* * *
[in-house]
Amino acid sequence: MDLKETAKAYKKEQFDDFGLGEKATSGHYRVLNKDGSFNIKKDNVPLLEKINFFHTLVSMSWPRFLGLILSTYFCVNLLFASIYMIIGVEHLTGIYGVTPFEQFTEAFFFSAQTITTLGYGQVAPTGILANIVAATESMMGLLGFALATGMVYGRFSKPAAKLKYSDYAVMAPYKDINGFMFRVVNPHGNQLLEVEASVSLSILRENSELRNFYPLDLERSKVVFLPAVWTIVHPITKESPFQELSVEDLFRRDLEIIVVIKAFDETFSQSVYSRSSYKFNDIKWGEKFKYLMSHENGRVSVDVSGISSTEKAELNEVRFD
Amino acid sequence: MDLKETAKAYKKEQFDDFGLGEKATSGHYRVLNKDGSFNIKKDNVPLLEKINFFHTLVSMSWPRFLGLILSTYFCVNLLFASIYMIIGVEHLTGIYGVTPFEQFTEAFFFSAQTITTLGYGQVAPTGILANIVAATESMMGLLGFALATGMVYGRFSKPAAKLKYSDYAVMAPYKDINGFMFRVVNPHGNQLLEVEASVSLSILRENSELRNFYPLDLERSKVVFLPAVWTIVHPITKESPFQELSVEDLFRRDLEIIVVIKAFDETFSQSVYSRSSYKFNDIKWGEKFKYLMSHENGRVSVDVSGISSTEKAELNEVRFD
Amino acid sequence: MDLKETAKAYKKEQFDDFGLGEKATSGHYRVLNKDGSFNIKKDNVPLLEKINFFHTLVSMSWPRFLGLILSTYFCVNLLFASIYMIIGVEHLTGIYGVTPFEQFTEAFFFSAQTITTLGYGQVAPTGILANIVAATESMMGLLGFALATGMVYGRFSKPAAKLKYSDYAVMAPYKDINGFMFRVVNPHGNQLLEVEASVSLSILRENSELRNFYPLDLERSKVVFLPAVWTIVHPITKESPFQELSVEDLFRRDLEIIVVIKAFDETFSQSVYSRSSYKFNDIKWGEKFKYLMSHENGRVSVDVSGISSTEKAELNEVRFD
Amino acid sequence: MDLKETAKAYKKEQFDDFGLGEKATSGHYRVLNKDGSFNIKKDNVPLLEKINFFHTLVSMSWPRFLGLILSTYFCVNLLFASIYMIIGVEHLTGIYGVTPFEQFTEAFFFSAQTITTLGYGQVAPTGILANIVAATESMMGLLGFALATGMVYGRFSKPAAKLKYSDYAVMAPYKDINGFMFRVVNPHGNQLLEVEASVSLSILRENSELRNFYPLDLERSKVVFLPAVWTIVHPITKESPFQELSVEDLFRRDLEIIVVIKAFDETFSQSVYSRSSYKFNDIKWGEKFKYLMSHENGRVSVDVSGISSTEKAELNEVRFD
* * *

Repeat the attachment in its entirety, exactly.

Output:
[in-house]
Amino acid sequence: MDLKETAKAYKKEQFDDFGLGEKATSGHYRVLNKDGSFNIKKDNVPLLEKINFFHTLVSMSWPRFLGLILSTYFCVNLLFASIYMIIGVEHLTGIYGVTPFEQFTEAFFFSAQTITTLGYGQVAPTGILANIVAATESMMGLLGFALATGMVYGRFSKPAAKLKYSDYAVMAPYKDINGFMFRVVNPHGNQLLEVEASVSLSILRENSELRNFYPLDLERSKVVFLPAVWTIVHPITKESPFQELSVEDLFRRDLEIIVVIKAFDETFSQSVYSRSSYKFNDIKWGEKFKYLMSHENGRVSVDVSGISSTEKAELNEVRFD
Amino acid sequence: MDLKETAKAYKKEQFDDFGLGEKATSGHYRVLNKDGSFNIKKDNVPLLEKINFFHTLVSMSWPRFLGLILSTYFCVNLLFASIYMIIGVEHLTGIYGVTPFEQFTEAFFFSAQTITTLGYGQVAPTGILANIVAATESMMGLLGFALATGMVYGRFSKPAAKLKYSDYAVMAPYKDINGFMFRVVNPHGNQLLEVEASVSLSILRENSELRNFYPLDLERSKVVFLPAVWTIVHPITKESPFQELSVEDLFRRDLEIIVVIKAFDETFSQSVYSRSSYKFNDIKWGEKFKYLMSHENGRVSVDVSGISSTEKAELNEVRFD
Amino acid sequence: MDLKETAKAYKKEQFDDFGLGEKATSGHYRVLNKDGSFNIKKDNVPLLEKINFFHTLVSMSWPRFLGLILSTYFCVNLLFASIYMIIGVEHLTGIYGVTPFEQFTEAFFFSAQTITTLGYGQVAPTGILANIVAATESMMGLLGFALATGMVYGRFSKPAAKLKYSDYAVMAPYKDINGFMFRVVNPHGNQLLEVEASVSLSILRENSELRNFYPLDLERSKVVFLPAVWTIVHPITKESPFQELSVEDLFRRDLEIIVVIKAFDETFSQSVYSRSSYKFNDIKWGEKFKYLMSHENGRVSVDVSGISSTEKAELNEVRFD
Amino acid sequence: MDLKETAKAYKKEQFDDFGLGEKATSGHYRVLNKDGSFNIKKDNVPLLEKINFFHTLVSMSWPRFLGLILSTYFCVNLLFASIYMIIGVEHLTGIYGVTPFEQFTEAFFFSAQTITTLGYGQVAPTGILANIVAATESMMGLLGFALATGMVYGRFSKPAAKLKYSDYAVMAPYKDINGFMFRVVNPHGNQLLEVEASVSLSILRENSELRNFYPLDLERSKVVFLPAVWTIVHPITKESPFQELSVEDLFRRDLEIIVVIKAFDETFSQSVYSRSSYKFNDIKWGEKFKYLMSHENGRVSVDVSGISSTEKAELNEVRFD